Harper leads way as Nats bust out in 10th

Harper leads way as Nats bust out in 10th

Harper leads way as Nats bust out in 10th
NEW YORK -- The Nationals can come away from Monday night pleased with what happened in the first and 10th innings of an 8-2 win against the Mets. They can also consider themselves fortunate they don't have to dwell on what happened in between.

Washington sent seven hitters to the plate in a two-run first inning before notching just one hit over the next eight frames as a 2-0 lead turned into an extra-inning ballgame under soggy conditions late at Citi Field.

But they found that mojo just in time in the 10th, as Bryce Harper jump-started a six-run inning that also featured a Ryan Zimmerman bases-clearing double and a long Michael Morse home run.

"It's kind of the makeup of our team," Morse said. "We just never quit. ... We just kept coming, kept pushing. Lately, it doesn't matter how many runs you get, you just have to keep adding them and keep going."

Scoring early and late did the trick, earning Tom Gorzelanny his third win of the year after he even hit for himself in the wacky 10th inning that saw the Nationals bat around.

It was a no-decision for starter Jordan Zimmermann, who was steady as ever, notching yet another six-inning outing to make it a perfect 20-for-20 this season. The right-hander, who scattered four hits and one run (a David Wright solo homer), has an ERA of 0.95 over his last six outings.

"Every time you have a good start, you feel good," Zimmermann said. "I mean, you always want to carry it over to the next start, and I have a pretty good streak going right now. Everything's been working, so hopefully it continues."

His effort was nearly wasted when Mike Gonzalez, in to finish the seventh, surrendered a game-tying home run on the first pitch he threw to Ike Davis, which the Mets' cleanup hitter drove on a line just inside the right-field foul pole and over the wall.

But Ryan Mattheus and Gorzelanny held serve in the latest stages of the game while the Mets' bullpen -- which was also taxed in the teams' series last week in Washington -- faltered in the 10th.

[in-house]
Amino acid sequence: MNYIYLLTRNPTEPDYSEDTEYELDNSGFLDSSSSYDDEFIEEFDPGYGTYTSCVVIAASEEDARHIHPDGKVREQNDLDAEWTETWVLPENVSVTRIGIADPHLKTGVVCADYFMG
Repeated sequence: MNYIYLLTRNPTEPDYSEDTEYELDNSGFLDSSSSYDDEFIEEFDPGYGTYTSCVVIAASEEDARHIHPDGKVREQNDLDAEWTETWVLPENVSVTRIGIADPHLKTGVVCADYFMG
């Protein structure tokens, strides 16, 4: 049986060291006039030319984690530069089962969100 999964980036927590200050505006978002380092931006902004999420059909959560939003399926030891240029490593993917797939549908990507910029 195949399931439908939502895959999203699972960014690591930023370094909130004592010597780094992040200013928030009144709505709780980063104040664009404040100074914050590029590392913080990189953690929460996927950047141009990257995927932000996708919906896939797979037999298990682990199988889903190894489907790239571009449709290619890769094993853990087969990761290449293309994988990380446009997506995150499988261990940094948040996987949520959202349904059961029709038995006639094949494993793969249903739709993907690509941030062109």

Roger Bernadina, helping to fill the void left by All-Star shortstop Ian Desmond's stint on the disabled list that officially began Monday, singled to lead off the inning.

After the Mets failed to turn a 1-6-3 double play, the bases were loaded for Harper with one out against right-hander Pedro Beato. Harper delivered against the drawn-in infield, lacing a line drive over a leaping Daniel Murphy at second to score Sandy Leon from third. Zimmerman, up next, crushed a double to the right-center-field gap before Morse homered to blow the game wide open.

"All those pitches were over the plate, and they took advantage of them," said Beato, whom the Mets optioned to Triple-A after the game. "You try to go out there and do a job, and you fail."

The Nationals admitted afterward they were pleased to see Mets starter Chris Young leave, given the way he dominated from the second inning on. After facing seven hitters in the first, he mowed through Washington's lineup, retiring 18 of 20 hitters and surrendering only a third-inning walk to Harper and seventh-inning base on balls to Leon.

"That guy, for some reason, gives us trouble," Washington manager Davey Johnson said. "We can't seem to center on his pitches. They're 85 mph, but they must have a lot of lift on them and he locates them good. He's got that little slider and curveball. He doesn't hardly throw the curveball, but we couldn't hardly touch him. Harper got ahold of one, but nobody else could. I was glad to see him depart."

The Nats finished with more hits in the 10th than the previous nine innings combined, and they moved to 4 1/2 games up on the Braves in the National League East with the victory.

"We're a confident team," Zimmerman said. "We know if we can hang around and give ourselves a chance, that's all we need."

Joey Nowak is a reporter for MLB.com. Follow him on Twitter at @joeynowak.‬ This story was not subject to the approval of Major League Baseball or its clubs.